If you’ve ever tried to connect to a remote server using ssh, and received an error message that says “Host key verification failed,” you know how frustrating it can be. This article will show you three ways to fix the problem.
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What is a Host Key in SSH?
A Host key is a unique identifier that is used to verify the identity of a remote host. When you connect to a remote host, the Host key is verified against a list of known Host keys. If there is a match, the connection will be allowed to proceed. If there is not a match, the connection will be denied.
The Host key is also used to generate a cryptographic signature for each connection. This signature is used to verify the integrity of the data that is transferred between the client and server.
Understanding error message Host key verification failed
If you receive the error message “Host key verification failed”, it means that the key stored for the host you’re trying to connect to has changed. It is often caused by connecting to a different server than the one you originally connected to (for example, your server has been rebuilt by a new one).
Whenever we connect to a server via SSH, that server’s public key is stored in our home directory. The file is called known_hosts.
This file is local to the user account and contains the known keys for remote hosts. These are collected from the hosts when connecting for the first time.
As with those keys stored in the file, ~/.ssh/known_hosts, these keys are used to verify the identity of the remote host, thus protecting against impersonation or man-in-the-middle attacks.
When we reconnect to the same server, the SSH connection will verify the current public key matches the one we have saved in our known_hosts file. If there is a match, the connection will proceed. If the match fails, ssh will fail with an error message Host key verification failed happens.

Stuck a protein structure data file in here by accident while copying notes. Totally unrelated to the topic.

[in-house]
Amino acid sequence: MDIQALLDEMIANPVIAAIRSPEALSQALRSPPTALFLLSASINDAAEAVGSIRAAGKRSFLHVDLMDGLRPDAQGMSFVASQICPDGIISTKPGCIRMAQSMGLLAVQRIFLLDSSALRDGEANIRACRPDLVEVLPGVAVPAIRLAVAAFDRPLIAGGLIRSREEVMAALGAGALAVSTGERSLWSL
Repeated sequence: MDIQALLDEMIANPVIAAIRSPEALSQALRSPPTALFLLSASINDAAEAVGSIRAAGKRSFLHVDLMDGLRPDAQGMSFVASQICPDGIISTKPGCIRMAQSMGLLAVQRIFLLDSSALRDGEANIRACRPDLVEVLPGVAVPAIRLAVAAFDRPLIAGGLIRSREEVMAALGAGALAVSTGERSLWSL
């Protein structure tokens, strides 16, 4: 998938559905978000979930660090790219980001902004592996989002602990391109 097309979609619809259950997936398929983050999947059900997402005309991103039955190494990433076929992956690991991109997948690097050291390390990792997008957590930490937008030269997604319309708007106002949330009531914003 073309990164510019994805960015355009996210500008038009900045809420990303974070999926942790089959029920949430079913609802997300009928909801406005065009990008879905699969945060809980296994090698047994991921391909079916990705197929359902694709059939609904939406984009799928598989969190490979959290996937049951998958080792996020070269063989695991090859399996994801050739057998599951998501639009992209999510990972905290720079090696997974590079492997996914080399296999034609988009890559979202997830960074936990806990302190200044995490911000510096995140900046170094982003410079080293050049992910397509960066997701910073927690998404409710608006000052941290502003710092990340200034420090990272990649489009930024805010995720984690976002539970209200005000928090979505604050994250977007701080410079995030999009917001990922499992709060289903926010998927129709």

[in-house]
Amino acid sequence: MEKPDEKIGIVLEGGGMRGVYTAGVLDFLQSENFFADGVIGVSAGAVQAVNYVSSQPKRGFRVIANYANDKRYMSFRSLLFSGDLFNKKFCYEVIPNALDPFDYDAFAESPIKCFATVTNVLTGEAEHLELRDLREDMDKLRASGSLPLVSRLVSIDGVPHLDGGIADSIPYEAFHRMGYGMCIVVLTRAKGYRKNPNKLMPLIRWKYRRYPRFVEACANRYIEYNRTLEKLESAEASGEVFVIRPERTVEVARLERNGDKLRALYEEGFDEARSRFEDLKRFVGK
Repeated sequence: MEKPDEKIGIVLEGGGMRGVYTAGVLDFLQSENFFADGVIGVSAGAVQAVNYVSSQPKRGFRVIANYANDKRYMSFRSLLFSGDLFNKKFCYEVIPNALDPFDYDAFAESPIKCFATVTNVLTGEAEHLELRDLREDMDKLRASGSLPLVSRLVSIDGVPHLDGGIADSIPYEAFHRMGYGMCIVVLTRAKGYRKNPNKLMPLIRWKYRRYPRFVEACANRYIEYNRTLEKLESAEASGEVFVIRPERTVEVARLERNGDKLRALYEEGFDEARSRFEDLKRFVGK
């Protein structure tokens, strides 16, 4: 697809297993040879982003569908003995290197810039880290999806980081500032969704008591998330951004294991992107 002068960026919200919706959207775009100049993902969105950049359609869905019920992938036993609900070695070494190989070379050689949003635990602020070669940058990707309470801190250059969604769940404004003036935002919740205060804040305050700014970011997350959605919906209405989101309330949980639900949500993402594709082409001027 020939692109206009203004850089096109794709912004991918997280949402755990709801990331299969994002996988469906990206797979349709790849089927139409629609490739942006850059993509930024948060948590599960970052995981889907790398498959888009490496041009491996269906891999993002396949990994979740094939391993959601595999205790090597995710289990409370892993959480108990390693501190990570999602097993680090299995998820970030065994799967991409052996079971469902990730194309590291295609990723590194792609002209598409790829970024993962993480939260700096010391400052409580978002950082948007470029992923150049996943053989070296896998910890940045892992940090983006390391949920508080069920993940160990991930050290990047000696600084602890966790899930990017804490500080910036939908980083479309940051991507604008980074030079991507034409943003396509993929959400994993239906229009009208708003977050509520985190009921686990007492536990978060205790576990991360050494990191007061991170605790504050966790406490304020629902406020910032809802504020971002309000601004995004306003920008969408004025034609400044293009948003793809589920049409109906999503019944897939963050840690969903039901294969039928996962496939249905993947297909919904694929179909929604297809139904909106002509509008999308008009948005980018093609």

Example of Host key verification failed
WARNING: REMOTE HOST IDENTIFICATION HAS CHANGED!
IT IS POSSIBLE THAT SOMEONE IS DOING SOMETHING NASTY!
Someone could be eavesdropping on you right now (man-in-the-middle attack)!
It is also possible that a host key has just been changed. The fingerprint for the RSA key sent by the remote host is x. Please contact your system administrator.
Add correct host key in /home/ec2-user/.ssh/known_hosts to get rid of this message.
Offending RSA key in /home/ec2-user.ssh/known_hosts:222 RSA host key for www.howtouselinux.com has changed and you have requested strict checking.Host key verification failed.
Methods to fix problem of Host key verification failed
Host key verification failed error occurs when the server’s host key does not match the key that was expected. This can happen when the server’s key has been changed, or when the key has been compromised.
Here are three ways to fix this Host key verification failed error.
- Manually edit the “~/.ssh/known_hosts” file and remove the old key for the host you’re trying to connect to. This will allow you to connect to the new server without any problems.
- Use the “ssh-keygen -R” command to remove the old key from your “~/.ssh/known_hosts” file. This will allow you to connect to the new server without any problems.
- Use the “-o StrictHostKeyChecking=no” option when connecting to the server. This will prevent ssh from checking the “~/.ssh/known_hosts” file, and will allow you to connect to the new server without any problems.
Remove old host key info from known_hosts file
The easiest way to fix the problem of Host key verification failed is removing the old host key info and reconnect the server.
We can fix this issue with the following steps.
- Locate our known_hosts file
- open in a general text editor with vi /home/user/.ssh/known_hosts
- search the old host name and press “ESC dd” to delete the line.
- save the changes by pressing “esc” and typing “:wq!”.
- reconnect the server
Remove old host key info with ssh-keygen command
We can also remove the old host key with ssh-keygen command.
Open up a terminal session, and type one of the following
- ssh-keygen -R hostname
- ssh-keygen -R ipaddress
- ssh-keygen -f “/home/ec2-user.ssh/known_hosts” -R “192.168.0.106”
Disable SSH stricthostkeychecking option
The stricthostkeychecking option in SSH is a security feature that verifies the host key information for each connection.
If there is a problem with the host key information, the connection will not be allowed to proceed. This option can be disabled, which will allow the connection to proceed even if there is a problem with the host key information.
- Open up a terminal window.
- Type in the following command: ssh -o StrictHostKeyChecking=no hostname
This command removes the old host key for the device in the known_hosts file and replaces old host key with the new host key.